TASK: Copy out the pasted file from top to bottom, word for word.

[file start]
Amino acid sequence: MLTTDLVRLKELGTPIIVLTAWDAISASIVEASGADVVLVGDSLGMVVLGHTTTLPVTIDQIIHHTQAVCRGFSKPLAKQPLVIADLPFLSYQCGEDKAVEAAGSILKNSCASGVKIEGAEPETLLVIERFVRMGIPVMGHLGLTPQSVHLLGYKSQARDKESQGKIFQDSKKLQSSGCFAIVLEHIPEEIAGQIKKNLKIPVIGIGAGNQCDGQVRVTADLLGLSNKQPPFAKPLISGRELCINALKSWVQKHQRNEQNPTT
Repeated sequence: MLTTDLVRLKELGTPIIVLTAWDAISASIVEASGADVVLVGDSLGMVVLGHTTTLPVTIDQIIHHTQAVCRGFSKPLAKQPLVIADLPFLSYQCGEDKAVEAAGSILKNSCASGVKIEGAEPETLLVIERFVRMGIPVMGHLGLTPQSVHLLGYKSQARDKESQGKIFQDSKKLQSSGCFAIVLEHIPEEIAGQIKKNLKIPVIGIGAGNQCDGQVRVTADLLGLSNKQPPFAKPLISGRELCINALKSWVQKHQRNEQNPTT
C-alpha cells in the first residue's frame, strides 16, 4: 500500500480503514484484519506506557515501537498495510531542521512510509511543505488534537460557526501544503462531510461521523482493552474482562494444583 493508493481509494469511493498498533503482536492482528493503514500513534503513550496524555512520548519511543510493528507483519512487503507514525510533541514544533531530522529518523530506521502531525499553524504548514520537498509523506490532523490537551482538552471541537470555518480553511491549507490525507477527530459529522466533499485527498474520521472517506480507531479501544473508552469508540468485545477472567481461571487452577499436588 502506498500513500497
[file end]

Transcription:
Amino acid sequence: MLTTDLVRLKELGTPIIVLTAWDAISASIVEASGADVVLVGDSLGMVVLGHTTTLPVTIDQIIHHTQAVCRGFSKPLAKQPLVIADLPFLSYQCGEDKAVEAAGSILKNSCASGVKIEGAEPETLLVIERFVRMGIPVMGHLGLTPQSVHLLGYKSQARDKESQGKIFQDSKKLQSSGCFAIVLEHIPEEIAGQIKKNLKIPVIGIGAGNQCDGQVRVTADLLGLSNKQPPFAKPLISGRELCINALKSWVQKHQRNEQNPTT
Repeated sequence: MLTTDLVRLKELGTPIIVLTAWDAISASIVEASGADVVLVGDSLGMVVLGHTTTLPVTIDQIIHHTQAVCRGFSKPLAKQPLVIADLPFLSYQCGEDKAVEAAGSILKNSCASGVKIEGAEPETLLVIERFVRMGIPVMGHLGLTPQSVHLLGYKSQARDKESQGKIFQDSKKLQSSGCFAIVLEHIPEEIAGQIKKNLKIPVIGIGAGNQCDGQVRVTADLLGLSNKQPPFAKPLISGRELCINALKSWVQKHQRNEQNPTT
C-alpha cells in the first residue's frame, strides 16, 4: 500500500480503514484484519506506557515501537498495510531542521512510509511543505488534537460557526501544503462531510461521523482493552474482562494444583 493508493481509494469511493498498533503482536492482528493503514500513534503513550496524555512520548519511543510493528507483519512487503507514525510533541514544533531530522529518523530506521502531525499553524504548514520537498509523506490532523490537551482538552471541537470555518480553511491549507490525507477527530459529522466533499485527498474520521472517506480507531479501544473508552469508540468485545477472567481461571487452577499436588 502506498500513500497